Anyway, a number of commentators have pointed out that this was a bit of an odd choice by the Nobel committee, but the committee members are all quite old and it's a nice prize and a lot of money so everyone's generally been quite cool about it. That was up until Shiller wrote his NYT piece, Sharing Nobel Honors, and Agreeing to Disagree. The broad thrust is that his work in behavioral economics and Fama's on efficient markets isn't compatible, and if you believe both you probably believe in other economic fictions like the ideas that central bankers know what they're doing and investment analysts can predict the future:
"Market prices are esteemed as if they were oracles. This view grew to dominate much professional thinking in economics, and its implications are dangerous. It is a substantial reason for the economic crisis we have been stuck in for the past five years, for it led authorities in the United States and elsewhere to be complacent about asset mispricing, about growing leverage in financial markets and about the instability of the global system. In fact, markets are not perfect, and really need regulation, much more than Professor Fama’s theories would allow"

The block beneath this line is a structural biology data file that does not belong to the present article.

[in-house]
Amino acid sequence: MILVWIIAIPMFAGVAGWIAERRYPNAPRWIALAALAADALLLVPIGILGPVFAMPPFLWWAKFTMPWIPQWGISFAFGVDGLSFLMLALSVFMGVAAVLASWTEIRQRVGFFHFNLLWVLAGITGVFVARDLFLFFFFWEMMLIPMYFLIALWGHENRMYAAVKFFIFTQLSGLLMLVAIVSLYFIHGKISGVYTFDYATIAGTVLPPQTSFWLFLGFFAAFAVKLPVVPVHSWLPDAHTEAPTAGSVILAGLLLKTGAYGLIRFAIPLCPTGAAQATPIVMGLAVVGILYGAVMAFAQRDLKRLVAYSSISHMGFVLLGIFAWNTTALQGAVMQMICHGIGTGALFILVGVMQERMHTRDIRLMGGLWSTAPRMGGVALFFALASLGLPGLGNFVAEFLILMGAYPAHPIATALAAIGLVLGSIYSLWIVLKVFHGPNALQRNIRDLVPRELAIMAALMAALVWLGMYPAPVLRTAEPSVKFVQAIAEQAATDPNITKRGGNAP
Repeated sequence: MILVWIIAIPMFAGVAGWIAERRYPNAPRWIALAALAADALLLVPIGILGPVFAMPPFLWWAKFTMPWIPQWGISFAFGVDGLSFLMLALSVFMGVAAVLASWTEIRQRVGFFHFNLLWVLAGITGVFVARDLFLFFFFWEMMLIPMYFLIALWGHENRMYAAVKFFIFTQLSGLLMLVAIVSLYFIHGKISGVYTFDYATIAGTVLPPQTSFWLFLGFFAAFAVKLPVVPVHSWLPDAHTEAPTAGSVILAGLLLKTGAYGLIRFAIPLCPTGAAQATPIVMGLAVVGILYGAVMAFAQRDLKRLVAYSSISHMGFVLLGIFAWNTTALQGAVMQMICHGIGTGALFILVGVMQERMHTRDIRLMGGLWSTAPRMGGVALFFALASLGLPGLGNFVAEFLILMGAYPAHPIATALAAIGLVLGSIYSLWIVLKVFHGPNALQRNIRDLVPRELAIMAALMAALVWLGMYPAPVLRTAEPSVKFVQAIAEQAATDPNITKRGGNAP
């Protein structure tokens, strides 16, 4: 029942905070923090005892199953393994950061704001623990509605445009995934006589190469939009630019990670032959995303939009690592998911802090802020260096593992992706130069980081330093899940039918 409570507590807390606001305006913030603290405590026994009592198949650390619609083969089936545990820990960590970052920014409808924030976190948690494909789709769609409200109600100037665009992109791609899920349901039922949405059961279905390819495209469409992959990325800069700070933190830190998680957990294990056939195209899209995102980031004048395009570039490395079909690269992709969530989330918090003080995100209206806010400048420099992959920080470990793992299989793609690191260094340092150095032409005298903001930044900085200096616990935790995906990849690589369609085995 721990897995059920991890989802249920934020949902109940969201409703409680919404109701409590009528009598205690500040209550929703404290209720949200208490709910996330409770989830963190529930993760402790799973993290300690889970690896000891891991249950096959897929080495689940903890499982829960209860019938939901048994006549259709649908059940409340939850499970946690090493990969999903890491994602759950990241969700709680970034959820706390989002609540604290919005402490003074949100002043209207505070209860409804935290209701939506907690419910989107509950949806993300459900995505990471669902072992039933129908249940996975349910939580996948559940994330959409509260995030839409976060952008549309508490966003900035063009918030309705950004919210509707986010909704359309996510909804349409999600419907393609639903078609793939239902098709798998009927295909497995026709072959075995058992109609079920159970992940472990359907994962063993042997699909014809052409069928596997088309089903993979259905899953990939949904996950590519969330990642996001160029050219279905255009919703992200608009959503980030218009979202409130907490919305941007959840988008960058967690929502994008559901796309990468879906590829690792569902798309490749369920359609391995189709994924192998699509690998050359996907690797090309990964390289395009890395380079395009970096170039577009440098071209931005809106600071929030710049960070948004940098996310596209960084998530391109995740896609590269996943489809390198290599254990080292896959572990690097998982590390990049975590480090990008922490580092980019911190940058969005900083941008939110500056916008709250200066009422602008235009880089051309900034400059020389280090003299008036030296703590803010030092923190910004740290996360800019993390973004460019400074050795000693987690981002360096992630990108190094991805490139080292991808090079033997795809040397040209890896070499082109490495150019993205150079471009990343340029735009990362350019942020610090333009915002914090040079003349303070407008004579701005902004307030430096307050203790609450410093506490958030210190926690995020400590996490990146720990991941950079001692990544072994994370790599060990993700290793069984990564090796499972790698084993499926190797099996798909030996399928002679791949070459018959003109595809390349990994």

SCOTUS Rules, OK?
Professor Shiller's point is that if behavioral economics is right, and people don't behave as perfect calculating machines then markets can't be efficient. If markets aren't efficient then they can't instantaneously reflect all known information in market prices, and markets will be driven by investor sentiment as well as rational analysis. Which is really all very uncontroversial and the Supreme Court has, in its somewhat delayed wisdom, taken this on-board in the judgement in question in Haliburton Co. Et Al. v Erica P. John Fund Inc.